Wishall et al. Postablation risk factors for pain and subsequent hysterectomy
Why should you read about this topic?
Do you have any patients with heavy menstrual bleeding and a history of dysmenorrhea, cesarean delivery, or tubal ligation? If so, you need to read this.
What were the authors trying to do?
Identify factors associated with pain and hysterectomy following endometrial ablation
Who participated and in what setting?
Women (N=270) over 18 years of age who had endometrial ablation (mostly thermal balloon and bipolar radiofrequency) between 2006 and 2013 at Drexel University and the University of Pennsylvania
What was the study design?
Retrospective cohort (chart review)
What were the main outcome measures?
New or worsening pain lasting at least 2 months following the postop visit. Secondary outcome was hysterectomy.
What were the results?
23% of women developed new or worsening pain and 19% had a hysterectomy. Factors associated with increased odds of pain were a history of dysmenorrhea, prior tubal ligation, and non-white race. Women were more likely to have a hysterectomy if they had a cesarean delivery or uterine abnormalities on imaging. They were less likely to have a hysterectomy if the ablation was done in the operating room rather than the office.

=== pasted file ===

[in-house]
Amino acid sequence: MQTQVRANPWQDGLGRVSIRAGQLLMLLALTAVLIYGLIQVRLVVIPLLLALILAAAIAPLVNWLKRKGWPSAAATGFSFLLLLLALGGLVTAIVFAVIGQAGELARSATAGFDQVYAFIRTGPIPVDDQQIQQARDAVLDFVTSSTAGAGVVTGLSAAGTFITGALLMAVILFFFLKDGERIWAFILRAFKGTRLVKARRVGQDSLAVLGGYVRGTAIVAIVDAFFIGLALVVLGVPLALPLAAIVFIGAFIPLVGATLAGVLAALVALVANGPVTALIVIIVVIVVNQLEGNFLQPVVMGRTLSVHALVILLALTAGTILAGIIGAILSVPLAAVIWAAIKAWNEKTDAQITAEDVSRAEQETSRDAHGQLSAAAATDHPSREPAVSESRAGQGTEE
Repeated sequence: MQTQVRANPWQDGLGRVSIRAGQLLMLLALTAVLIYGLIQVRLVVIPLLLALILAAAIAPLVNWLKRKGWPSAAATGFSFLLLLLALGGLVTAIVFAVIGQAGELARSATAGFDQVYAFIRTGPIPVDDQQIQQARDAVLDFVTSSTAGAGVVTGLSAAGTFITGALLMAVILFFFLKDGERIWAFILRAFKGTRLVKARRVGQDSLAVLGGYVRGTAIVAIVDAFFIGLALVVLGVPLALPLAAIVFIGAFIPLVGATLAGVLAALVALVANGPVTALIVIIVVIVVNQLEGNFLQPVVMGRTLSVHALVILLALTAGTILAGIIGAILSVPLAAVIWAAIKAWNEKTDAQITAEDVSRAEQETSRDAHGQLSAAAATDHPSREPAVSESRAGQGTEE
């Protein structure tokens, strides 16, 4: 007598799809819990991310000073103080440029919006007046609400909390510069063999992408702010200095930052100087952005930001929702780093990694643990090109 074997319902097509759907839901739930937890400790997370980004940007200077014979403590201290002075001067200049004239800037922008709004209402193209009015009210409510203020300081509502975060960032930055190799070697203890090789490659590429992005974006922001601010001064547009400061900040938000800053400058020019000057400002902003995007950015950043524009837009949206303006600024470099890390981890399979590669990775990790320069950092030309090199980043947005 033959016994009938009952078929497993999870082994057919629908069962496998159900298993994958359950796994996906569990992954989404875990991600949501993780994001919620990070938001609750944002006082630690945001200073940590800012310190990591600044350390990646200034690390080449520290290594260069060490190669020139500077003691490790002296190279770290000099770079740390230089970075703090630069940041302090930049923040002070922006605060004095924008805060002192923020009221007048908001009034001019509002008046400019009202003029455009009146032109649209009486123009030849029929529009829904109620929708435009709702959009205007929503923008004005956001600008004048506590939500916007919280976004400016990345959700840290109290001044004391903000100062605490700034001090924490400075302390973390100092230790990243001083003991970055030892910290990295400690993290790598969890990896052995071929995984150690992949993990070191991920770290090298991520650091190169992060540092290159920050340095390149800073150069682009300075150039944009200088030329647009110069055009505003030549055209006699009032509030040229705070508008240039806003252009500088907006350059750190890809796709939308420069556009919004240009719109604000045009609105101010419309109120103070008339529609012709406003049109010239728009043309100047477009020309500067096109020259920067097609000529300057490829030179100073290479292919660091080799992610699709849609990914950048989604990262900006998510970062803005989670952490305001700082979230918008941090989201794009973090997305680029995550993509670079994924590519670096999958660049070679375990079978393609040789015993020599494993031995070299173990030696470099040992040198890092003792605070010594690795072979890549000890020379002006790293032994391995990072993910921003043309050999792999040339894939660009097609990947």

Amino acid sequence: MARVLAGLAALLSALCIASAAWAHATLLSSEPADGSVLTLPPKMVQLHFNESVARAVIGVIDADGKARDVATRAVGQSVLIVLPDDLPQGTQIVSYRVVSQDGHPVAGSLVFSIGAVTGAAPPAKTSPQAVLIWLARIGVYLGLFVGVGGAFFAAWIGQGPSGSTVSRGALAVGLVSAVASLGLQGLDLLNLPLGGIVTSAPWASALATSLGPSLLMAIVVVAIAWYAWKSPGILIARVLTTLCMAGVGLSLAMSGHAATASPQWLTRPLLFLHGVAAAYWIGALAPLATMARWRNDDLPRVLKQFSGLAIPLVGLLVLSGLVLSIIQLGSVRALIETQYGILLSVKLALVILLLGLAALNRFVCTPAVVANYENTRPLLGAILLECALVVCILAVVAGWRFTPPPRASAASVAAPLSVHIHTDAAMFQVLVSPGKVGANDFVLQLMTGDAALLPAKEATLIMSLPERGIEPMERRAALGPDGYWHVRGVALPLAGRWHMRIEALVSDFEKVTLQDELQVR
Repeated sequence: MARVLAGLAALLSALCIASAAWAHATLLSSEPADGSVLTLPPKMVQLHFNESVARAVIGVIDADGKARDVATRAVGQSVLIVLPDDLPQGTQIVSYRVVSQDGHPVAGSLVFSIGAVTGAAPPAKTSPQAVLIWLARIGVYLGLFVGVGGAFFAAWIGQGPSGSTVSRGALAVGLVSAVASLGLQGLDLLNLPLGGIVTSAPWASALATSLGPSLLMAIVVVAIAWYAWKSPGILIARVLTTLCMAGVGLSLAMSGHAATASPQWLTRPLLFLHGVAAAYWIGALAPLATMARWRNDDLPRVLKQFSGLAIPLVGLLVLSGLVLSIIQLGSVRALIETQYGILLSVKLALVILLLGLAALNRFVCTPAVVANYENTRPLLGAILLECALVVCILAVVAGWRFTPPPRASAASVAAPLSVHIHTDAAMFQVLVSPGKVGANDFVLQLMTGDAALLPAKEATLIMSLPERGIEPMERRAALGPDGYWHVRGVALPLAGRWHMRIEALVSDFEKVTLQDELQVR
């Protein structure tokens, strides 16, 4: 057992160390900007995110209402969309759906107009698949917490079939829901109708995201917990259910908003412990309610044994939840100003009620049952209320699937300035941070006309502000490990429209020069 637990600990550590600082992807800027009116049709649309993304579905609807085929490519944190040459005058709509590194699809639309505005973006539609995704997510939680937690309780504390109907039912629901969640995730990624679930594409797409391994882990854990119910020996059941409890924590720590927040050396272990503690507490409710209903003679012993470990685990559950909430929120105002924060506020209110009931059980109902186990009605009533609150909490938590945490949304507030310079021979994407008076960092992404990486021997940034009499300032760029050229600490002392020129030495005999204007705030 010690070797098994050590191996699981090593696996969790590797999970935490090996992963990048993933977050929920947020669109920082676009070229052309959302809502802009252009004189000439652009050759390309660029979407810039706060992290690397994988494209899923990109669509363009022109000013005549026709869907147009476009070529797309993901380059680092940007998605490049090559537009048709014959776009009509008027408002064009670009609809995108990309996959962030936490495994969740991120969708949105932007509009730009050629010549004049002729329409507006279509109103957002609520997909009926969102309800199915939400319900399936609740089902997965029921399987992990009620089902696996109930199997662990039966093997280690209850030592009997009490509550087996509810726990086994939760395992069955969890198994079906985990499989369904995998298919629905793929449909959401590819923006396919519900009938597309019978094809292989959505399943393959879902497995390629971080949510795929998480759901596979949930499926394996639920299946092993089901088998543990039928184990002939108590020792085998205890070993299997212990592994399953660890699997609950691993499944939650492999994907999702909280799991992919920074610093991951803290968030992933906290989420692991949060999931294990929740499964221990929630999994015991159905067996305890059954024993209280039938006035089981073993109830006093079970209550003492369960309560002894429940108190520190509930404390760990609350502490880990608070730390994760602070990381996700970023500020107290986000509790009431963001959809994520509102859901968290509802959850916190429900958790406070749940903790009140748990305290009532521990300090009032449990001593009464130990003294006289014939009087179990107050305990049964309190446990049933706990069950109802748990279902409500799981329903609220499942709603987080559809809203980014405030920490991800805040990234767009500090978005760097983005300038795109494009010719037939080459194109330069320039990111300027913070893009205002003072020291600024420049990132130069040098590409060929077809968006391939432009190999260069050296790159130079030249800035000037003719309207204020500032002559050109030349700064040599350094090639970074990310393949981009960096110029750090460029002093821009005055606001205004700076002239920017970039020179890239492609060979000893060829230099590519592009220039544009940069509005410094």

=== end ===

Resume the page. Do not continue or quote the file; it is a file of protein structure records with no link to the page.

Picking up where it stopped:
What is the most interesting image in the paper?
What were the study strengths and weaknesses?
Strengths: large sample size. Weaknesses: retrospective chart review; more than 25% of eligible patients not evaluated due to missing information or loss to follow-up
What does the study contribute for your practice?
In treatment of heavy menstrual bleeding, endometrial ablation is an alternative but not always a replacement for hysterectomy